The big surprise during this era was Yours Truly Johnny Dollar. The series had run from 1949-54 with three different actors playing the lead over the course of more than 200 episodes. However, CBS wanted to bring the show back as a serialized version with stories told in 15-minute segments Monday-Friday. Bob Bailey was cast as the new Johnny Dollar. The serialized episodes often expanded upon previous half an hour stand-alone detective scripts or combined concepts from multiple scripts. In 1956, the series continued on as a half-hour program. (For more on the Johnny Dollar in this era, see my recent article on the top five detective dramas of the declining years of the golden age of radio.)

NBC also contributed to this era, starting with its Monitor series, a weekend-long block of a variety of radio programs. This included occasional bits of vintage radio, most notably five-minute episodes of Fibber McGee and Molly.

However, NBC’s greatest contribution to this era came in April 1955 when they launched a science fiction series called X Minus One. The series ran only seven weeks and advised listeners if they wanted to continue hearing the program to write in. That says a lot about the reluctance of Network radio to go into Science Fiction. However, luckily for science fiction fans, interest was high and the series returned to radio and continued to air until New Year’s 1958. It adapted the works of great science fiction authors like Ray Bradbury, Robert Heinlein, and Isaac Asimov. It would be re-aired as part of NBC’s Monitor series through the 1970s and there would be a brief attempt to revive the series with new episodes.

Another Science Fiction anthology series began to air over Mutual called Exploring Tomorrow, which aired for 55 weeks twice a week from December 1957-December 1958. It also adapted a similar high quality number of stories. It’s not as well-remembered as X Minus One. The production is hurt by the fact circulating examples of the series have much poorer sound quality than X Minus One and there are far less of them.

Mutual continued to try to be competitive in the world of radio drama into the late 1950s. It became the new home of the long-running radio hit Counterspy and also brought over Gangbusters and another Philip H. Lords program Treasury Agent. They also launched programs of their own, but few of them are in circulation among listeners.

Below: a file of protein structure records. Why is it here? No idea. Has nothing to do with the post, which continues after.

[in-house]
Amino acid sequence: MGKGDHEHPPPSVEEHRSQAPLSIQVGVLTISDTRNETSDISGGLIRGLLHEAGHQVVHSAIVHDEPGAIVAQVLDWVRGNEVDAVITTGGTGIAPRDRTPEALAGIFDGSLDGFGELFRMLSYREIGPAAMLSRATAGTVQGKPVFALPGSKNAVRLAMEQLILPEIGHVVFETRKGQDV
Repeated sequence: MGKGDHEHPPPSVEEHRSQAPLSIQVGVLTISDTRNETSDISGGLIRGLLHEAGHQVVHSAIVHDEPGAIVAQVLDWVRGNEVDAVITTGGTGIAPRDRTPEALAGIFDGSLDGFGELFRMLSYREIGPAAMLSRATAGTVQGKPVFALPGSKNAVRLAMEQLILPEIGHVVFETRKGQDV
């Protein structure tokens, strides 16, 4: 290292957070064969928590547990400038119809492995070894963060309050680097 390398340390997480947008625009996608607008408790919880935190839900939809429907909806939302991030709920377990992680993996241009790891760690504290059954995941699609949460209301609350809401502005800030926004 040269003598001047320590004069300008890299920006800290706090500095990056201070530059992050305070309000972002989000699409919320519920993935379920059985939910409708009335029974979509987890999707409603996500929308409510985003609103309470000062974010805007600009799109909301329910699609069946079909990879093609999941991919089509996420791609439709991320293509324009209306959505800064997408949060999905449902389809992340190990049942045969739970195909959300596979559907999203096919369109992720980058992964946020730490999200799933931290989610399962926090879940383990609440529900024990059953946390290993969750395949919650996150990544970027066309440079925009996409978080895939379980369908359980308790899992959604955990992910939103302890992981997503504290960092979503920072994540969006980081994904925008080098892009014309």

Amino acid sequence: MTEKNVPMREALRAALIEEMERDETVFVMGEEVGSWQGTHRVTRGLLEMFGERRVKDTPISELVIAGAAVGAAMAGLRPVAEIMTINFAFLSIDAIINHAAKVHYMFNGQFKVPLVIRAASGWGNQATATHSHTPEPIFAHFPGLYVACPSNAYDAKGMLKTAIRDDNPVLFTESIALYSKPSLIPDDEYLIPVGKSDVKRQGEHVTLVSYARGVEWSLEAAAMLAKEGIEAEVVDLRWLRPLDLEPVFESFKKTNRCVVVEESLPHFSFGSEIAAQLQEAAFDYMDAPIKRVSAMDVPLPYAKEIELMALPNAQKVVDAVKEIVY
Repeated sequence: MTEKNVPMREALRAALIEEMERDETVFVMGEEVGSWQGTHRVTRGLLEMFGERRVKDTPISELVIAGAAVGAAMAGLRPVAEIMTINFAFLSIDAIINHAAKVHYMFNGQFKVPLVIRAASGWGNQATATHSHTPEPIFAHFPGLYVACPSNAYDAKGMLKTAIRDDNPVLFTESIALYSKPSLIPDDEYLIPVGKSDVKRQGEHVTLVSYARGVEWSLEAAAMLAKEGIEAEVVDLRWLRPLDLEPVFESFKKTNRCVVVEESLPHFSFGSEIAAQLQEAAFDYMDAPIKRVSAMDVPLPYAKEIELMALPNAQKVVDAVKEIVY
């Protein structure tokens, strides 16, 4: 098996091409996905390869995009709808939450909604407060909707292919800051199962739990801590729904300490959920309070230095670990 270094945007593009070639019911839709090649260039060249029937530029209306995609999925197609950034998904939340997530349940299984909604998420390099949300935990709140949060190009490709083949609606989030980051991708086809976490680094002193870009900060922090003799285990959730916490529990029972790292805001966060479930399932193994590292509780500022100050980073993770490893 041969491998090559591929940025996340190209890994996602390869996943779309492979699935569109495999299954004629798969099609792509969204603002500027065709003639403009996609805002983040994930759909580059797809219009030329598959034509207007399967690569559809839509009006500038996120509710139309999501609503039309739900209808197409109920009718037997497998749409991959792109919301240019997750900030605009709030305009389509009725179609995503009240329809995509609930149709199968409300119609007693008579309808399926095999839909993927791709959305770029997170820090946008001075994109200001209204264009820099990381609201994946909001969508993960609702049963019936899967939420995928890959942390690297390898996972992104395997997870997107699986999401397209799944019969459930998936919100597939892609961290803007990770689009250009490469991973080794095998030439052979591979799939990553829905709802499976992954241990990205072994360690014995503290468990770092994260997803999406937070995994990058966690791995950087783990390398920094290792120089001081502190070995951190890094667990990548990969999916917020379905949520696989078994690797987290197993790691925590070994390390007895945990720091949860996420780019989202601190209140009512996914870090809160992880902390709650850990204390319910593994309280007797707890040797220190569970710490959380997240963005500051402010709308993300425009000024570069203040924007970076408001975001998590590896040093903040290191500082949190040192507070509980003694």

ABC also aired a program called Police Blotter at least into 1957.

However, by 1960, except for an occasional bit of radio drama on Monitor, the sole home of mainstream network radio drama was CBS. On Yours Truly Johnny Dollar on September 25, 1960, the show featured an episode “The Five Down Matter.” The episode celebrated five years of the series revival and continuance. At the height of the golden age, anniversaries or episode milestones passed without notice, or perhaps just a comment after the episode. However, surviving five years when great programs were failing deserved celebrated. Johnny Dollar featured Bailey and all of the most memorable supporting characters from his five-year run.

Five weeks later, Bailey’s run on the show came to a sudden and unceremonious end without on-air acknowledgment. The series moved to New York without either Bailey or the supporting cast.

November 1960 would be brutal. CBS canceled nearly every remaining radio drama. It gave the remaining soap operas a month to wrap up their storylines. It canceled the radio version of Have Gun, Will Travel. After that November, all that remained on the radio was Gunsmoke and Yours Truly Johnny Dollar. 

The Golden Age of Radio’s Final Months

Yours Truly Johnny Dollar acclimated to New York with an entirely different feel to the series and Bob Readick in the lead. In June 1961, CBS radio line-up had one last shake-up. Gunsmoke ended and Suspense returned to the air in New York. This meant all of CBS’ radio operations would be centered in New York and would rely upon actors it worked with on its daytime soap operas. Mandel Kramer, a veteran radio actor, and a supporting character on the TV soap Edge of Night became the last actor to play Johnny Dollar.

For the next 15 months, both programs carried on as best they could. However, on September 30, 1962, both programs aired their last episode on a day that is considered the end of the Golden Age of Radio. But what exactly ended? And how has the legacy of the Golden Age of radio endured since?

We’ll talk about that in our next installment.